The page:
Neil Kodesh, Beyond the Royal Gaze: Clanship and Public Healing in Buganda. Charlottesville: University of Virginia Press, 2010. 264 pp.
In 1996, when I was accepted for the Ph.D. program in cultural anthropology at Uppsala University, my intention was to go to the northwestern shores of Lake Victoria and the Kampala area in central Uganda, to study the complex interplay between the cultural and political leadership as it played out in the famous Buganda kingdom. I eventually ended up in war-torn northern Uganda instead, but back in 1996, as I was trying to figure out a more specific research agenda, I found myself scanning the secondhand bookshops of Uppsala, in search for anything that I could find on Uganda. Among other books, I came across a torn first-edition copy of James Frederick Cunningham's Uganda and its Peoples (1905). It cost me some twelve US dollars. This coffee-table-kind-of-book covers most of the then British protectorate, although it focuses, as has been the historical and academic bias ever since, on central Uganda and the indigenous kingdoms under British rule. The so-called tribes of Uganda and their racial characteristics are listed in pseudo-anthropological chapters that turn sketchier the more geographically peripheral to the capital Kampala they are. In a parallel development, the more geopolitically peripheral, the more primitive the people described are alleged to be. So when John Hanning Speke and James Augustus Grant famously crossed the Nile on their journey from Buganda to Khartoum, the Australian journalist Alan Moorehead (1960:68) proposes in The White Nile, one of his acclaimed books, " the tribes grew increasingly more primitive; they were back in a region of naked, painted men who carried bows and arrows and who knew nothing of the arts and crafts of Buganda."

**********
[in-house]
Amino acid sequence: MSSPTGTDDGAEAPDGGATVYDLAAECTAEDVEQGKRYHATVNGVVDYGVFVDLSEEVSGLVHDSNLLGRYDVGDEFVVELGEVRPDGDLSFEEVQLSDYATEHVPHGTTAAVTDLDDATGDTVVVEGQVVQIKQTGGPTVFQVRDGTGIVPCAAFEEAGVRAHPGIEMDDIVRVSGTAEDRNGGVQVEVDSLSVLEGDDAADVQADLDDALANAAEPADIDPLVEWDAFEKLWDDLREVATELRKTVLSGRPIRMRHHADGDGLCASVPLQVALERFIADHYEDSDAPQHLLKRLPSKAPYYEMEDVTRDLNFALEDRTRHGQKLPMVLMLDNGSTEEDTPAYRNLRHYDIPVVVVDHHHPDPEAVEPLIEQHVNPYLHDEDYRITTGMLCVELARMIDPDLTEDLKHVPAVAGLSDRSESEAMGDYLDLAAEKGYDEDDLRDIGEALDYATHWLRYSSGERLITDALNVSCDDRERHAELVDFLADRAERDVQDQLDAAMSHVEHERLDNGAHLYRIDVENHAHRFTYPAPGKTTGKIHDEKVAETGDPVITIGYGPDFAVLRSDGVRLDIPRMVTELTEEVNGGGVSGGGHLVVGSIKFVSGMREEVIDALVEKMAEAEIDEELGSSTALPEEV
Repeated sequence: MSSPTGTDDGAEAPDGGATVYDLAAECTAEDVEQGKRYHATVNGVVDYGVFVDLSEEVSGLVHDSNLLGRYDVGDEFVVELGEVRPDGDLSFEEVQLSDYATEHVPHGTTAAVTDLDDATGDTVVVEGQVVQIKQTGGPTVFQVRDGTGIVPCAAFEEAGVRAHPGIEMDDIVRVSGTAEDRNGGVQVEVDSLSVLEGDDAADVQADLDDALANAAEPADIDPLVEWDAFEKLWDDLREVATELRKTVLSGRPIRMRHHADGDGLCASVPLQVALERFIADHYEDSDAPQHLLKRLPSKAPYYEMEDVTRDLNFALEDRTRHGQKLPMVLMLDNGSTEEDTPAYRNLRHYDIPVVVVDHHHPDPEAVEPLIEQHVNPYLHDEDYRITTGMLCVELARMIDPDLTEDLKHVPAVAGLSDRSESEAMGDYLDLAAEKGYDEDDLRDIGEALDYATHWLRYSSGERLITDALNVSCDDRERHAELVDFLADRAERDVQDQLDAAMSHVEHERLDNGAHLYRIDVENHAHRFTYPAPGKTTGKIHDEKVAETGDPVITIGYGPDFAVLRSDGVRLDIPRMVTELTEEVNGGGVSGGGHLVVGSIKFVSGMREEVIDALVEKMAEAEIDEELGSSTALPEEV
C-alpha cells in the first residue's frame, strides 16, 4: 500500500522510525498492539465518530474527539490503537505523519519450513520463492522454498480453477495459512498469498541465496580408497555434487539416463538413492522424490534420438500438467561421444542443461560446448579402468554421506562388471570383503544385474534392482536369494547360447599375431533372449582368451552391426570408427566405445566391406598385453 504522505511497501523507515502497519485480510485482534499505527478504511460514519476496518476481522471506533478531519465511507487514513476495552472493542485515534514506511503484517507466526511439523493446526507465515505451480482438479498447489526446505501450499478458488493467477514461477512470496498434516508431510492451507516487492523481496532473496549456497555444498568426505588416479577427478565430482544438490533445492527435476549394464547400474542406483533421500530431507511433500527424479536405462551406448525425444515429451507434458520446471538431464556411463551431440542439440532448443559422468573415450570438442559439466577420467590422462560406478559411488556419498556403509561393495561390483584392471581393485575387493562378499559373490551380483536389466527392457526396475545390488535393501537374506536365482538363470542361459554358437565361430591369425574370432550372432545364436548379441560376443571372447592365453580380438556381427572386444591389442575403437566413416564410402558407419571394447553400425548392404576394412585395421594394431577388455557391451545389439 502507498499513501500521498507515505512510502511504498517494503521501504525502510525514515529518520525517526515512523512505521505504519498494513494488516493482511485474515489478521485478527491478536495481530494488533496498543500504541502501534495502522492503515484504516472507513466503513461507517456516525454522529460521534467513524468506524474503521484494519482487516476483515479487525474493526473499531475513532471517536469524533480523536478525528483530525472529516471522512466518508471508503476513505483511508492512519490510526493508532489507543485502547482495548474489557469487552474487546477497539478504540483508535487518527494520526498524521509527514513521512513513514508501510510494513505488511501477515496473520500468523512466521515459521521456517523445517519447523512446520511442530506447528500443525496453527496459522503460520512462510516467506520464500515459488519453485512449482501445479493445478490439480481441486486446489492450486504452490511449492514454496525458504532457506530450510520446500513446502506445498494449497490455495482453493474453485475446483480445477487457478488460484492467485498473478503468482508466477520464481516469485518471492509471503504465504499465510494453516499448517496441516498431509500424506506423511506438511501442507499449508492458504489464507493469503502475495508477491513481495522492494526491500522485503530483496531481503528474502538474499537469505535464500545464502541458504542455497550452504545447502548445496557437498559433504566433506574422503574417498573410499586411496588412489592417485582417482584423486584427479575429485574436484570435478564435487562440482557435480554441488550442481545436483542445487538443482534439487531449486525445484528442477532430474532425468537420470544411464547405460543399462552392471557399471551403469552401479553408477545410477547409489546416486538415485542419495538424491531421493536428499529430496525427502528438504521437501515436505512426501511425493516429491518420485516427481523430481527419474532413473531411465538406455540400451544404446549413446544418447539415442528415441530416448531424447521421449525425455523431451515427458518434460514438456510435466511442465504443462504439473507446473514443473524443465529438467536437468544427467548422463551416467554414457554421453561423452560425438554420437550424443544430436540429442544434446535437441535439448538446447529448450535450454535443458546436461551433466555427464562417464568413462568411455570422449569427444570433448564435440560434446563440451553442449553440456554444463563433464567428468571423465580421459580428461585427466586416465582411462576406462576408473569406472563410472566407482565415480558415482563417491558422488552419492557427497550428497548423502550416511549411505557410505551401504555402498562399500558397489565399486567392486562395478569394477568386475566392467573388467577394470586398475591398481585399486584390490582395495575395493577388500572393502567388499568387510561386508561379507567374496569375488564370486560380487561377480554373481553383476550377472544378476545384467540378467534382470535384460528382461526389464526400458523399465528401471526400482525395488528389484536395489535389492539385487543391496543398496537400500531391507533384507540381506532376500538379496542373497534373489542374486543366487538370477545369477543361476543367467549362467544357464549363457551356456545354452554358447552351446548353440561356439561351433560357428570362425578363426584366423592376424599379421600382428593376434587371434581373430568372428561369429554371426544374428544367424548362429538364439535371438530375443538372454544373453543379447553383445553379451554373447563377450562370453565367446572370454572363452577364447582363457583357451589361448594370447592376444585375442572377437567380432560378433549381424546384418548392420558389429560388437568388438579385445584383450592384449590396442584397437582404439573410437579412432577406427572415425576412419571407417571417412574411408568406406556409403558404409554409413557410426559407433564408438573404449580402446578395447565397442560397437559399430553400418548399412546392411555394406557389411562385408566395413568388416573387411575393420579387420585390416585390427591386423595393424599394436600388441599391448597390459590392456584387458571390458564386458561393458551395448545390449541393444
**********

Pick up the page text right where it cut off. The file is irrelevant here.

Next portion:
As I embarked on the reading of Kodesh's book, I was given the opportunity to return to Cunningham's old text. For the dust jacket to Beyond the Royal Gaze, Kodesh borrows a spellbinding photo from Cunningham's book, which turns out to be a beautiful and very smart illustration of his project to reanalyze the historiography of the precolonial Buganda kingdom. His ambition is to investigate healing and the creativity of power, to be able to understand clanship as an organizing tool for community building and collective health. More particularly, Kodesh wants to recognize "the importance of historical visions that lie outside official, courtly histories" (5).
Indeed there is a long-lasting bias in the scholarship on what we today call Uganda, where the norm and starting point in the analysis is the royalist and courtly imagination of the politically centralized Buganda kingdom, in Kodesh's terms encapsulated as a "triumphant narrative of centralization and modernization" (5). This scholarly imagination-built on indigenous Ganda mythology, as well as colonial and racist imaginations such as the infamous Hamitic hypothesis-was integral to the creation of the Uganda protectorate. According to the Hamitic hypothesis, anything that resembled civilization in Africa must have been the result of ancient influence from Egypt, and in the prolongation, from Europe. The Buganda kingdom was an example of this. As Kodesh shows, the writing of the history of Buganda was a joint project that brought together in strange unity European missionaries, colonial administrators-cum-ethnographers, and indigenous Ganda intellectuals. The more of a periphery to this project, like the Acholi of northern Uganda where I have worked, the more primitive people were concluded to be. Pioneer colonial administrators of northern Uganda have described the effort to include the Acholi into the protectorate of Uganda as greatly discouraging, because the Acholi seemed to have nothing compared with the political sophistication of the Baganda. In leaving Kampala (and thus Buganda) for the provinces, to their frustration the administrators found themselves dealing with people who seemed to have nothing that answered to the civilization they had encountered in Buganda. …